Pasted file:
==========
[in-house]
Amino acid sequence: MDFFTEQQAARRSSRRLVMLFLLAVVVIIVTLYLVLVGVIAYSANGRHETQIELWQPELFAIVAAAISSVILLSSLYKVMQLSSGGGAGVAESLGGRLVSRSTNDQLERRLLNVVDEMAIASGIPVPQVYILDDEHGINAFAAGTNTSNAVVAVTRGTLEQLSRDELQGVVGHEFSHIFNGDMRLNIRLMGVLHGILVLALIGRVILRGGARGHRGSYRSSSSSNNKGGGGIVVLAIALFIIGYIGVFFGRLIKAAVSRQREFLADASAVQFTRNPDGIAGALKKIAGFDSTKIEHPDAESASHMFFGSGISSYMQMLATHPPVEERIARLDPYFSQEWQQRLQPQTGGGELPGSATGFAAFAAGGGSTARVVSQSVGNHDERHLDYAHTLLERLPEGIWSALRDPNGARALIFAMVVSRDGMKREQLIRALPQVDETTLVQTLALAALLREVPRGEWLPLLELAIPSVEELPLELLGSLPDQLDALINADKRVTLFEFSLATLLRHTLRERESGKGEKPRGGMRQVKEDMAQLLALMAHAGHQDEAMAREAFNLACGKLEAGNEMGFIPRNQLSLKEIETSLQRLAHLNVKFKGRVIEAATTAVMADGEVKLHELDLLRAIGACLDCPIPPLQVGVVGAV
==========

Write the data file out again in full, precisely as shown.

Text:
[in-house]
Amino acid sequence: MDFFTEQQAARRSSRRLVMLFLLAVVVIIVTLYLVLVGVIAYSANGRHETQIELWQPELFAIVAAAISSVILLSSLYKVMQLSSGGGAGVAESLGGRLVSRSTNDQLERRLLNVVDEMAIASGIPVPQVYILDDEHGINAFAAGTNTSNAVVAVTRGTLEQLSRDELQGVVGHEFSHIFNGDMRLNIRLMGVLHGILVLALIGRVILRGGARGHRGSYRSSSSSNNKGGGGIVVLAIALFIIGYIGVFFGRLIKAAVSRQREFLADASAVQFTRNPDGIAGALKKIAGFDSTKIEHPDAESASHMFFGSGISSYMQMLATHPPVEERIARLDPYFSQEWQQRLQPQTGGGELPGSATGFAAFAAGGGSTARVVSQSVGNHDERHLDYAHTLLERLPEGIWSALRDPNGARALIFAMVVSRDGMKREQLIRALPQVDETTLVQTLALAALLREVPRGEWLPLLELAIPSVEELPLELLGSLPDQLDALINADKRVTLFEFSLATLLRHTLRERESGKGEKPRGGMRQVKEDMAQLLALMAHAGHQDEAMAREAFNLACGKLEAGNEMGFIPRNQLSLKEIETSLQRLAHLNVKFKGRVIEAATTAVMADGEVKLHELDLLRAIGACLDCPIPPLQVGVVGAV